Remember! The Small Company HR Conference, tomorrow (10/13) in San Francisco (and there's still time to register), is designed with your pain points in mind - as the one who holds the company together. Network with others in your shoes and get strategies for succeeding as a department of one, two or three. The essential HR topics including onboarding and offboarding, improving productivity, building culture, and avoiding legal risk – will be covered. This conference is ideal for office managers, administrative assistants, vice presidents, directors and nonprofits! Be sure to post and or follow #NCHRASmallHR.
Small Business HR
Posted By Administration,
Thursday, October 6, 2016
Updated: Wednesday, October 5, 2016
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By Eric Shangle - Head of People Operations at ZeroCater.
Shangle will also be presenting at the Small Company HR Conference, Thursday October 13 at the Hyatt Regency San Francisco. Shangle will provide strategies for identifying, creating, and implementing non-traditional benefits and programs that differentiate your company and make it attractive to top talent. Working from the bottom-up can help grow culture in ways you didn’t know. Don't miss this important conference for small business HR leaders! Register today
. Share your experience and thoughts on the conference, and follow on social media using: #NCHRASMALLHR
“They’re a good culture fit. I like them,” is a phrase that frustrates me as a Human Resources professional.
Culture fit has little to do with personality (contrary to what we’re told). Culture is not something you can define. It’s not something you dictate. Culture is something you cultivate — it is both the arrival and result of bringing people together, and creating opportunities for coworkers to do so.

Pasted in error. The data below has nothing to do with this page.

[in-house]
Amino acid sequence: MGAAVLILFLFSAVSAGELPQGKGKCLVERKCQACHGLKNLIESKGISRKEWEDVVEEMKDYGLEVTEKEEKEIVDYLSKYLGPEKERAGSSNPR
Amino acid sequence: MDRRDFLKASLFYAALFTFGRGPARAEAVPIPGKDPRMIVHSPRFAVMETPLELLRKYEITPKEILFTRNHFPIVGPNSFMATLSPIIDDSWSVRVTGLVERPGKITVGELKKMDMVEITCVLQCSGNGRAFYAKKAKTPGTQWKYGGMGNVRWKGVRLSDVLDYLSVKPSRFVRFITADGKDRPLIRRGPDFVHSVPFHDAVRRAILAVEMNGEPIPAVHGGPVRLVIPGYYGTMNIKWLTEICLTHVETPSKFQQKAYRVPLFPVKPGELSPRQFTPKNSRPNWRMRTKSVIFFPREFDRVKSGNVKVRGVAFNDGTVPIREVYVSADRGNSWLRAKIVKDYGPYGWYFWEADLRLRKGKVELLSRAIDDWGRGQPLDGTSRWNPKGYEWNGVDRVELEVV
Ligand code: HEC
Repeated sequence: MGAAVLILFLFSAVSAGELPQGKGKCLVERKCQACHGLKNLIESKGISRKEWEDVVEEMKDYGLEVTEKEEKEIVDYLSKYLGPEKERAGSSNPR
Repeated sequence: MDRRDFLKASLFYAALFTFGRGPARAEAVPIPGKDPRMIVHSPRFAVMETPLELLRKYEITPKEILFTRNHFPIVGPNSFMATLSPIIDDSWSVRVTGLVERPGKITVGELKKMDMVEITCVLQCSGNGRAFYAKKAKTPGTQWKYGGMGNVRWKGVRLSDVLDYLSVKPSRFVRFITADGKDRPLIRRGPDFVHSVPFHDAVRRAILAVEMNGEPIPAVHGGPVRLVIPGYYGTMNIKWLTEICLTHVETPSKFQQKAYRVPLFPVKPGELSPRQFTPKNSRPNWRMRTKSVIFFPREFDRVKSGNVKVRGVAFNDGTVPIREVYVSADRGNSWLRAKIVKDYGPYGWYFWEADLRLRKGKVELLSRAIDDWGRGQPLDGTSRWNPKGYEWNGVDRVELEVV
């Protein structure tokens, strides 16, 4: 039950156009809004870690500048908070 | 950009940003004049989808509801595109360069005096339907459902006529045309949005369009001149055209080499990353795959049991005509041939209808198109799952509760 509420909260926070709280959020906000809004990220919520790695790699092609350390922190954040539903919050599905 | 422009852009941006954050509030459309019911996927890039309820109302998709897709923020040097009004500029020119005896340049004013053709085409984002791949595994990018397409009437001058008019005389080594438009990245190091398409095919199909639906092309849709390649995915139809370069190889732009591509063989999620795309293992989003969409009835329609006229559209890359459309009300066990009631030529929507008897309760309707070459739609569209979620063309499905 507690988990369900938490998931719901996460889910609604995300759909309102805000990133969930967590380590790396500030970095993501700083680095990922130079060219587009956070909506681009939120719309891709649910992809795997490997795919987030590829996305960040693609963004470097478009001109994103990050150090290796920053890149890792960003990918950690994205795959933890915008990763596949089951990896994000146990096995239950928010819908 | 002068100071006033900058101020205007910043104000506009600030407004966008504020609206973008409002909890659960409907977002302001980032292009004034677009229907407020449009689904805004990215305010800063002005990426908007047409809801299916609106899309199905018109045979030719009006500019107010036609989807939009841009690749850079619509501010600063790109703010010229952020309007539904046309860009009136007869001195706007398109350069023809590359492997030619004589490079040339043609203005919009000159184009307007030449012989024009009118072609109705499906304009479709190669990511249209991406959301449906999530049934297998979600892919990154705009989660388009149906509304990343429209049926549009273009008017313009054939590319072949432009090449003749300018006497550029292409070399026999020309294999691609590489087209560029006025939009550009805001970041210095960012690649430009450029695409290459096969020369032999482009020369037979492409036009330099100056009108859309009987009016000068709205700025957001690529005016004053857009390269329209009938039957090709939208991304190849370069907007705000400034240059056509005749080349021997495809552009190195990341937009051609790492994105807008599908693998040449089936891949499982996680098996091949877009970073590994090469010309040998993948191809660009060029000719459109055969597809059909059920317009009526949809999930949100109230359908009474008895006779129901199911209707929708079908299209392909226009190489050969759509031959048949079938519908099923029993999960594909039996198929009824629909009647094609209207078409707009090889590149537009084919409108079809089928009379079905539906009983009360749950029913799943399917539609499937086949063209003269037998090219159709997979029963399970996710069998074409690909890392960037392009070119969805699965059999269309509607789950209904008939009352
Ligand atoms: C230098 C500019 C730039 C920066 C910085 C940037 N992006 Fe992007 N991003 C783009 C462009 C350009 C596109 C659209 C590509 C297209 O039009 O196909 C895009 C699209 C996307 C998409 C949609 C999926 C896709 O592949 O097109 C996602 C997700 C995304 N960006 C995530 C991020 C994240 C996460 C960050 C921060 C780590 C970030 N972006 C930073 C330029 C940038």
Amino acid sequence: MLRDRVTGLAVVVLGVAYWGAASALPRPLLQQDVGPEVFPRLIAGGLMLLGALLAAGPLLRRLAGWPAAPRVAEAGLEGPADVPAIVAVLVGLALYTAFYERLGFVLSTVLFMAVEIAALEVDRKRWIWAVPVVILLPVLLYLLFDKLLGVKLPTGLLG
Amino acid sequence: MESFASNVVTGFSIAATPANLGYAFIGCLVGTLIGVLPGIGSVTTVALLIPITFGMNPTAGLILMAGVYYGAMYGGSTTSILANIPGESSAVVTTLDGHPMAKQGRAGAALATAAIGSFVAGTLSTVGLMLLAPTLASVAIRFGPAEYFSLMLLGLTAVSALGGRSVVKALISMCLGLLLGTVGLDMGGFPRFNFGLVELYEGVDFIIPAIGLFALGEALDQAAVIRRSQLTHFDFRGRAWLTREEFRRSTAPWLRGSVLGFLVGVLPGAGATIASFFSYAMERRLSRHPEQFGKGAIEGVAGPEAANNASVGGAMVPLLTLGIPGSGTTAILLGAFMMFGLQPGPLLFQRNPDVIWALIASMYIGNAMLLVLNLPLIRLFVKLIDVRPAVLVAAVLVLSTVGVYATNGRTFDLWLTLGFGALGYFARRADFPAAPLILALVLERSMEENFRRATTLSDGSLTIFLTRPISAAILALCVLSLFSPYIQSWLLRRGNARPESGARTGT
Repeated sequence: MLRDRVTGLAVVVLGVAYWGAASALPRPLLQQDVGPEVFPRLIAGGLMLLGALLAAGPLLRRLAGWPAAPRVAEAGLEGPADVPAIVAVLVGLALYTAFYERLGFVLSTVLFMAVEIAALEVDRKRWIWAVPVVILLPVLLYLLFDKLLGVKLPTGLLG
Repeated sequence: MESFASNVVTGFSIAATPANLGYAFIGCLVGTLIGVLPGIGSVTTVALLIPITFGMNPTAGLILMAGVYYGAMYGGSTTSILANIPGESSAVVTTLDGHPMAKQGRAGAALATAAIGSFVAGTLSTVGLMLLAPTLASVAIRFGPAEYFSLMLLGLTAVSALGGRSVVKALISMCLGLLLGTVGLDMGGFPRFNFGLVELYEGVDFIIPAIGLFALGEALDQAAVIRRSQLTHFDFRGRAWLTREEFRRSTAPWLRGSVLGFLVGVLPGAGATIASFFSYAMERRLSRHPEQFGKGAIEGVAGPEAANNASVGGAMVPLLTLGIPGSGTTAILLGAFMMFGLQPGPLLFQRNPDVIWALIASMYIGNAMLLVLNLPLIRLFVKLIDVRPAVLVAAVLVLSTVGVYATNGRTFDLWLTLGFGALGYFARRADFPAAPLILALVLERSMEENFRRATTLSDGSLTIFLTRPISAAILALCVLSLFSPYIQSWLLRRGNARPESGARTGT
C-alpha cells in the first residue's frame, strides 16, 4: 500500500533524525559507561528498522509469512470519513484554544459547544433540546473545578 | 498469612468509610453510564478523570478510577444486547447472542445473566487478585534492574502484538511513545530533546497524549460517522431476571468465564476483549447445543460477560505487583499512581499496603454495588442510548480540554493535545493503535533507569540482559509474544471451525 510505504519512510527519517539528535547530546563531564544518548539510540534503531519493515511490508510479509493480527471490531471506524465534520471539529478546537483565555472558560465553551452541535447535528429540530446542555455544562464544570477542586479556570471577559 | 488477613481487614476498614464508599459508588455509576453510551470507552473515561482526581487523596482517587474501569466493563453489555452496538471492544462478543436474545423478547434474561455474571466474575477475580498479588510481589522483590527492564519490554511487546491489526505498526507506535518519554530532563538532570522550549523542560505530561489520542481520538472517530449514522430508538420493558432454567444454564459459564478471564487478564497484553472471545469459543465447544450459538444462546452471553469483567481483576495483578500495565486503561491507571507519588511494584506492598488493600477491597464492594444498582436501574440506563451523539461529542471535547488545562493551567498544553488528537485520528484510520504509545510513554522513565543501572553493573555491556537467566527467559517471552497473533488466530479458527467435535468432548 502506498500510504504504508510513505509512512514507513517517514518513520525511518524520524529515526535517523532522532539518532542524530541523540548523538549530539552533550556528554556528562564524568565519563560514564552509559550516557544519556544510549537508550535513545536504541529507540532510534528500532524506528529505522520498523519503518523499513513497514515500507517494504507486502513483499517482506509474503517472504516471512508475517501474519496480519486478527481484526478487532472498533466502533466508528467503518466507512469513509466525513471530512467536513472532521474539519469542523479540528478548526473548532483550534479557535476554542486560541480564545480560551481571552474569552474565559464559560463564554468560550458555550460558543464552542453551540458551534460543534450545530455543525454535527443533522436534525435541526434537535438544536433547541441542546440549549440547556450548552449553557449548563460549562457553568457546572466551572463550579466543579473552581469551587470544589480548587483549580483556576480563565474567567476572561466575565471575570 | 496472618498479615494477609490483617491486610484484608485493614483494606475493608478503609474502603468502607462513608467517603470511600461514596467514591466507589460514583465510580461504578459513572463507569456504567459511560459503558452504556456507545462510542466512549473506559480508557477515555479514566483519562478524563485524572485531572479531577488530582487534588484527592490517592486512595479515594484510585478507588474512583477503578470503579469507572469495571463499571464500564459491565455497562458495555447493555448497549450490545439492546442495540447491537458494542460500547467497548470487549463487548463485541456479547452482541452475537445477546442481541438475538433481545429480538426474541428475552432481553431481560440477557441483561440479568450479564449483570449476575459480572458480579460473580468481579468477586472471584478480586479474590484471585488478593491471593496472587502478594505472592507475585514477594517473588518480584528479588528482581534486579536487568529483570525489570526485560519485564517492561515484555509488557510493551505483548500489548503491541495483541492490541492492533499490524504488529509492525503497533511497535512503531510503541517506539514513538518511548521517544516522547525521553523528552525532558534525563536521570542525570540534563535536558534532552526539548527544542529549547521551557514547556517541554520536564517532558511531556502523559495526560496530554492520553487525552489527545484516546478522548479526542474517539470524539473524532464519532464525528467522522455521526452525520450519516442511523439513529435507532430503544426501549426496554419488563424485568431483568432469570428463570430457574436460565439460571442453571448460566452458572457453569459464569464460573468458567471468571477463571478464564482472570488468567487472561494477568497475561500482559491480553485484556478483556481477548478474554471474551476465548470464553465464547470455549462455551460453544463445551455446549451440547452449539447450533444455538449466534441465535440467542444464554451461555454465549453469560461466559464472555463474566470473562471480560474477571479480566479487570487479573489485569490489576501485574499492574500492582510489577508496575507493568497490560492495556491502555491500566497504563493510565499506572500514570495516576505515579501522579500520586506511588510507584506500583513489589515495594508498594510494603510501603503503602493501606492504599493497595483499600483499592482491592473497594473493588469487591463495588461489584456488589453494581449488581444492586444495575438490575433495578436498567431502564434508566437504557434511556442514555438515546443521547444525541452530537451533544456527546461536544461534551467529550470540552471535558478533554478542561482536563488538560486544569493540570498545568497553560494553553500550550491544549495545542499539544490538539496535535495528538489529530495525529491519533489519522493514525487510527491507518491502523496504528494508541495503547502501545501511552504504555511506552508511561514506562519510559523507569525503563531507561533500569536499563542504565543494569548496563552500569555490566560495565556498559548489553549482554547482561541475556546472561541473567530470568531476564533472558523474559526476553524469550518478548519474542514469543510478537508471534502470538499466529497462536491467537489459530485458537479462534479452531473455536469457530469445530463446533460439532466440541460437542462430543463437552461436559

To shape a harmonious culture, senior leadership must determine the company’s value system and make hiring decisions around it. At its most basic framework, here are the four pillars needed to define your company culture:
- A value system to drive hiring decisions
- Opportunities for employees to come together and live those values
- A leadership team who emanates company culture
- Rewards for employees who follow suit
These are not about likability. Does a potential hire need to be the life of the party to be a good culture fit? Absolutely not. They just need to align with your value system.
Pillar One: Hire those who align with your value system
Your company value system reflects how you make the most difficult decisions.Culture is the manifestation of team synergy and behavior, centered around those values. To assess the culture fit of a potential hire, ask the question, “Will this person share our values? Will this person want to come together with the rest of the company?”
How can hiring managers implement this in everyday practice? At ZeroCater, our mission is to bring people and ideas together over food. Obviously, food is an easy common denominator. At small and large companies alike, a simple, welcoming gesture is taking someone to lunch. To us, it’s more than lunch — it’s a vehicle to bring people together.
Pillar Two: Create opportunities for culture to grow and develop
Culture will not progress on its own. Opportunities must be set in place for team members to come together. The opportunities can vary depending upon the organization, but should reflect: